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    The settlement grew in importance and in the first half of the 16th century when Mikulov became the seat of the regional rabbi of Moravia, thus becoming a cultural centre of Moravian Jewry. The famous rabbi Judah Loew ben Bezalel (1525 – 1609), who is said to have created the golem of Prague, officiated here for twenty years as the second regional rabbi between 1553 and 1573.  Cardinal Franz von Dietrichstein, son of Adam von Dietrichstein, was a special protector of the Jews, whose taxes were necessary to finance the Thirty Years' War. 

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    In the first half of the 18th century the congregation in Mikulov totalled over 600 families, being the largest Jewish settlement in Moravia. The census of 1754 decreed by Empress Maria Theresa of Austria ascertained that there were some 620 families established in Mikulov, i.e. the Jewish population of about 3,000 comprised half of the town‘s inhabitants. It is obvious that only a small number of the Mikulov Jews could make their living in the town as artisans; the rest had to become merchants. The congregation suffered severely during the Silesian wars (1740–1742, 1744–1745 and 1756–1763), when they had to furnish the monarchy with their share in the supertaxes exacted by the government of Maria Theresa from the Jews of Moravia.

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    Quite a number of Mikulov Jews continued to earn their livelihood in Vienna, where they were permitted to stay for some time on special passports. The freedom of residence, which was conceded to the Jews in Austria in 1848, reduced the number of resident Jews in Mikulov to less than one-third of the population which it contained at the time of its highest development. In 1904, there were 749 Jewish residents in the city, out of a total population of 8,192.In 1938 the city population totaled about 8,000 inhabitants. Out of these, 472 were Jewish. The Jewish settlement in Mikulov ceased to exist during World War II.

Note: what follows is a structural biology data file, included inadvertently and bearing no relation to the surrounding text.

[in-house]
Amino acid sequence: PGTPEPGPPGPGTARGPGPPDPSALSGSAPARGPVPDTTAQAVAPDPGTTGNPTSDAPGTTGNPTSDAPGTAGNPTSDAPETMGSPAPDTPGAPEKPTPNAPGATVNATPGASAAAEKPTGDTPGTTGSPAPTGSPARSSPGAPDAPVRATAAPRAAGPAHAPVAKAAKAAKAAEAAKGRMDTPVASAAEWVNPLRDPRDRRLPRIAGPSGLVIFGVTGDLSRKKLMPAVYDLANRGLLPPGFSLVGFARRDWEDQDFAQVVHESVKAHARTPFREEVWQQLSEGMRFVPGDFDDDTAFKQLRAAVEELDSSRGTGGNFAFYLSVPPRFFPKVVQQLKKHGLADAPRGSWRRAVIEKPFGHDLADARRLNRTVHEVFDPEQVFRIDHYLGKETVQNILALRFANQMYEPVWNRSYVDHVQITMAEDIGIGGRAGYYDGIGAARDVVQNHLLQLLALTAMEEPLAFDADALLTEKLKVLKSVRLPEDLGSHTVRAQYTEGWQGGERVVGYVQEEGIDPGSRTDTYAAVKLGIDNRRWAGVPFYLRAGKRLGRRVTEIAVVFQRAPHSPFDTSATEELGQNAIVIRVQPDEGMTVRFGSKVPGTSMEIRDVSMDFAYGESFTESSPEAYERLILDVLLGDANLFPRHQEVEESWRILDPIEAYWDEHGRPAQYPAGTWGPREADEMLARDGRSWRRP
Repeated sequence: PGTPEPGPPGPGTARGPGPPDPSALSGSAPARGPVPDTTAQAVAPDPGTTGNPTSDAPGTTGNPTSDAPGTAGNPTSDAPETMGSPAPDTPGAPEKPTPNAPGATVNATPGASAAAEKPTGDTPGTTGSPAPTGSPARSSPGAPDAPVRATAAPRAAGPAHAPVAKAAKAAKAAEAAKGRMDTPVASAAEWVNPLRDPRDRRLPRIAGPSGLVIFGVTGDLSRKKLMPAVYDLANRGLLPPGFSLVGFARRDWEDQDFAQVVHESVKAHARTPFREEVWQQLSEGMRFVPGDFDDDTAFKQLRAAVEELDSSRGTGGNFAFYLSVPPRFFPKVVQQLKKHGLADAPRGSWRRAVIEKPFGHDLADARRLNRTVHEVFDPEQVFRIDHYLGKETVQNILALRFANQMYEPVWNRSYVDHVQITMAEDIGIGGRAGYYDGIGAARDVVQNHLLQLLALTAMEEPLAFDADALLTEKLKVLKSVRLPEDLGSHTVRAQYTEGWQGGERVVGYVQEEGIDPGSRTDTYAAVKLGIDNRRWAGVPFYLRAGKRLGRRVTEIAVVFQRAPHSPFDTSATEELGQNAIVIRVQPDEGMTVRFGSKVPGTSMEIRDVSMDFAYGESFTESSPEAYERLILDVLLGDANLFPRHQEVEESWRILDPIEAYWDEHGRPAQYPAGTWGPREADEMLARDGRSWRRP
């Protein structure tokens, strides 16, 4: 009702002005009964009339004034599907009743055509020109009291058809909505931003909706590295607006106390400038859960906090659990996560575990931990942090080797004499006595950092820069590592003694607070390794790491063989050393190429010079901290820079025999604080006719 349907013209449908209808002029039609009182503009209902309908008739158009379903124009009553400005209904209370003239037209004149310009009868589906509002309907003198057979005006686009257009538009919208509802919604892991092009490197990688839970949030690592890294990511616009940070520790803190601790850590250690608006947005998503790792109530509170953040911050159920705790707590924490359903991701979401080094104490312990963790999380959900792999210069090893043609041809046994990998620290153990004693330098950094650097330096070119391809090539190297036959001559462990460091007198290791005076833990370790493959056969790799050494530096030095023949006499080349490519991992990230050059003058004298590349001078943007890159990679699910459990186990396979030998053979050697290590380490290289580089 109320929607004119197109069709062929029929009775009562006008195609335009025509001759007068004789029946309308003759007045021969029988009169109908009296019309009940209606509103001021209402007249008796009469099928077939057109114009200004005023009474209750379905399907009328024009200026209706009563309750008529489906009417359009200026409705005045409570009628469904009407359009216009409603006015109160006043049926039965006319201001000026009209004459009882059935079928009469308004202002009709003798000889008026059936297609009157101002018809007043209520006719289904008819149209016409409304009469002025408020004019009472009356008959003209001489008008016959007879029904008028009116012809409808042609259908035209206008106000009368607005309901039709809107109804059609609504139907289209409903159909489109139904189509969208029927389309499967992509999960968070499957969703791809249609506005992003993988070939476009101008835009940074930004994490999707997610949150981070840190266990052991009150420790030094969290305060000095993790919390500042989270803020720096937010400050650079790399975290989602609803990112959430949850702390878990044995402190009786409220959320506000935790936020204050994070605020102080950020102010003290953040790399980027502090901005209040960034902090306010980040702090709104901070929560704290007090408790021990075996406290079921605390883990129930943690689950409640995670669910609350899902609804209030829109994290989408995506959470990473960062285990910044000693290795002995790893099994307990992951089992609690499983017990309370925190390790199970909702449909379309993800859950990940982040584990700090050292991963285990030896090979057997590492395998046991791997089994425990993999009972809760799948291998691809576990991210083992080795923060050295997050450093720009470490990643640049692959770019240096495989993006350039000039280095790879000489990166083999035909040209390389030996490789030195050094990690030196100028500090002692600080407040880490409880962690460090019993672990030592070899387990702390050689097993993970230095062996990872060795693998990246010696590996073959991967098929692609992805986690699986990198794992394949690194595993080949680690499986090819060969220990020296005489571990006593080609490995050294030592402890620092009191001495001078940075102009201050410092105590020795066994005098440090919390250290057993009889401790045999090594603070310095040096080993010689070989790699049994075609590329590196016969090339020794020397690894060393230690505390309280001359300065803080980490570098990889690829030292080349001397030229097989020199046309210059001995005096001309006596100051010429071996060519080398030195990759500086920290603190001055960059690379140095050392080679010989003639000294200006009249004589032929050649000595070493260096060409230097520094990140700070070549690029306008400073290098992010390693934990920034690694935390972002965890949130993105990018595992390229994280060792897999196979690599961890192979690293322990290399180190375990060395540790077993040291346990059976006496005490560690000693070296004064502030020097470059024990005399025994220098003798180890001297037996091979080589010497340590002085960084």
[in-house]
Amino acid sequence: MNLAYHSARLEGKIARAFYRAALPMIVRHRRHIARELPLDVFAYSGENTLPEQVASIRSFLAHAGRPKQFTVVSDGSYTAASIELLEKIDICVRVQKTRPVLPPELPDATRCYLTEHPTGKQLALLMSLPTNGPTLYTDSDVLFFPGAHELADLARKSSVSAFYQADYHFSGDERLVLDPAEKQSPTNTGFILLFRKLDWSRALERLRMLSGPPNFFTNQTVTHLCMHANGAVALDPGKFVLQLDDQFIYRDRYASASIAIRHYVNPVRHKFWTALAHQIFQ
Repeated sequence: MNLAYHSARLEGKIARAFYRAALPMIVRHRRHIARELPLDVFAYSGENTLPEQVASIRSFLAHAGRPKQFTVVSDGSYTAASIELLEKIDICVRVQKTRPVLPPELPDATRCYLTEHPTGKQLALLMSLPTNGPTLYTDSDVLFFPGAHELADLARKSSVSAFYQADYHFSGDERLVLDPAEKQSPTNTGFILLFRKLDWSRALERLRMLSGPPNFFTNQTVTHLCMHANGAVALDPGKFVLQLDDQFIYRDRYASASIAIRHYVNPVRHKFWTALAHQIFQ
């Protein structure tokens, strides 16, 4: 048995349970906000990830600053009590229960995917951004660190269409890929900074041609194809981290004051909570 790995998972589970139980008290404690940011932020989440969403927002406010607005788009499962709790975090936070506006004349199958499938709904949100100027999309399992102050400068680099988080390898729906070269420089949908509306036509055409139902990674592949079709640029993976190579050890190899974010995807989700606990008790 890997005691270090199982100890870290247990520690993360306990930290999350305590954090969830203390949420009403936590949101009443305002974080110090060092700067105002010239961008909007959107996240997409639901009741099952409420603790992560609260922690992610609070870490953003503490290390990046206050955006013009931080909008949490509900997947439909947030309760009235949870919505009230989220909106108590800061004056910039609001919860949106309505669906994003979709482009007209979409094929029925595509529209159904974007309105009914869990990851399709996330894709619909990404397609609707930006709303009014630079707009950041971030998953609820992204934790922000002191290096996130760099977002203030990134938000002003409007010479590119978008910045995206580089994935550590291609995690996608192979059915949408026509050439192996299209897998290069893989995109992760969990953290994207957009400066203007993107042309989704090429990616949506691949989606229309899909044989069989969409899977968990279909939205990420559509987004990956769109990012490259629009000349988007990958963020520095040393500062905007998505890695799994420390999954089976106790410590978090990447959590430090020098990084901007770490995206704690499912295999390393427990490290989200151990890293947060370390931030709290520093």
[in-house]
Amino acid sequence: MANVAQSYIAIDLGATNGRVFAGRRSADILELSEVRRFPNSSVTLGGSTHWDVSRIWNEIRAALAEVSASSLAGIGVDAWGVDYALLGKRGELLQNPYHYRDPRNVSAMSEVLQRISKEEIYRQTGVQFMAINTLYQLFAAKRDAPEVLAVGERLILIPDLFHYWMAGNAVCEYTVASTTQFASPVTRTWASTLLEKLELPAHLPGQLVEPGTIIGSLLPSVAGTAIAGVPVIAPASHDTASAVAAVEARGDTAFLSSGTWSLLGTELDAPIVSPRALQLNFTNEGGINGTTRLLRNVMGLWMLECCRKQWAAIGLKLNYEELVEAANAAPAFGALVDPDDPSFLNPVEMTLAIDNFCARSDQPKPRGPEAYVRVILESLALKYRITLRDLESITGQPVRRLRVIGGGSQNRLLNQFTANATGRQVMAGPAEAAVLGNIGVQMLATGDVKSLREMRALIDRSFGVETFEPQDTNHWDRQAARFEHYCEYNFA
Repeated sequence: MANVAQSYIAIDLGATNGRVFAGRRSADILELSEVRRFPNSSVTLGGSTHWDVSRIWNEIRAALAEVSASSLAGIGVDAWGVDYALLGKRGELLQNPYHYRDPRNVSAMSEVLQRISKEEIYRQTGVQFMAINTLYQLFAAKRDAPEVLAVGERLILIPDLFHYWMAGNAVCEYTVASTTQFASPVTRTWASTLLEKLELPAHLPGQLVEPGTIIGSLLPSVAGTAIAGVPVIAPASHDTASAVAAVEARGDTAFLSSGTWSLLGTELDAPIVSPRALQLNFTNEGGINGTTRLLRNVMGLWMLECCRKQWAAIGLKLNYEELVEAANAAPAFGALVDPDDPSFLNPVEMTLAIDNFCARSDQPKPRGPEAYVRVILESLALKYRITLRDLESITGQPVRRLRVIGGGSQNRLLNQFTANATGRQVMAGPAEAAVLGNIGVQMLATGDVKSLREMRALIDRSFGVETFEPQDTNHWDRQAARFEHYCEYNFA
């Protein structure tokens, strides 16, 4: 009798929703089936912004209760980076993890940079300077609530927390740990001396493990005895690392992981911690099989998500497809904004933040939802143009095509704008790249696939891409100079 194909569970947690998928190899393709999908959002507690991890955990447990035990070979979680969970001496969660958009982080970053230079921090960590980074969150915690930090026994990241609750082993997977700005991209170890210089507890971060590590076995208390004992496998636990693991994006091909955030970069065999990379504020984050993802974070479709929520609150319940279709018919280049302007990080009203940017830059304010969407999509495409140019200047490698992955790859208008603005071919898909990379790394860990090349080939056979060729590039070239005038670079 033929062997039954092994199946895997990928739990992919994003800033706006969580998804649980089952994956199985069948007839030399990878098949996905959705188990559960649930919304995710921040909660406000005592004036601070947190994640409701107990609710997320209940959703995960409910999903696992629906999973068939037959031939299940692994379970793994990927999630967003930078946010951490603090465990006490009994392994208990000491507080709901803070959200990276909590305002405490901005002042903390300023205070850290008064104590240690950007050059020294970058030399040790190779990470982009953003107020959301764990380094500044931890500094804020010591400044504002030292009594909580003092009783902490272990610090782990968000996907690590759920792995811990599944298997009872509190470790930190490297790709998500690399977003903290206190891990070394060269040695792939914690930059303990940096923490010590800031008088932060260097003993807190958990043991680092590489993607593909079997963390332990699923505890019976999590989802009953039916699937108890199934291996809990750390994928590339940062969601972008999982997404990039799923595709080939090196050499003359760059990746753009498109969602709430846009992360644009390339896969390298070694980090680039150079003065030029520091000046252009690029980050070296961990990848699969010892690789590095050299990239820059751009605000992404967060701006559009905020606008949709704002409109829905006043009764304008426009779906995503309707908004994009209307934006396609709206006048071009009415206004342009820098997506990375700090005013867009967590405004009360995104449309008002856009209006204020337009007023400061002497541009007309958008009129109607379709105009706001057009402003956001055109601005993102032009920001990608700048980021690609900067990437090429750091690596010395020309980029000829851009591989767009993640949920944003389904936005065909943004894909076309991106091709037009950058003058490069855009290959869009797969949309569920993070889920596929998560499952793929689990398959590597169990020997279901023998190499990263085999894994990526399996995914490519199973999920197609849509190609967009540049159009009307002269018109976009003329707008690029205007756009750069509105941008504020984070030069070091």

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  • Valtice - Czech Republic

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    The Czech Republic is way more than just Prague and Valtice is one the proof .. it is a small town in Břeclav District, South Moravian Region in the Czech Republic, situated 265 kilometres  south-east of Prague, on the Austrian border.

    Here you find beautiful landscapes full of vineyards and it reminds me a lot my hometown Bordeaux, France.
     
    Valtice contains one of the most impressive Baroque residences of Central Europe. It was designed as the seat of the ruling princes of Liechtenstein by Johann Bernhard Fischer von Erlach in the early 18th century. Construction was supervised by Domenico Martinelli, who was employed as an on-site architect. The palace is surrounded by an English park with the Temple of Diana (1812) and other neoclassical structures. Together with the neighbouring manor of Lednice, to which it is connected by a 7 kilometres long lime-tree avenue, Valtice forms the World Heritage Site Lednice–Valtice Cultural Landscape.
     
    The princely family lost all its privileges with the collapse of their protectors the Habsburg Empire and by the then newly established state of Czechoslovakia in 1918, the predecessor of the Czech Republic; and the castle was confiscated after World War II, when the Communists took power.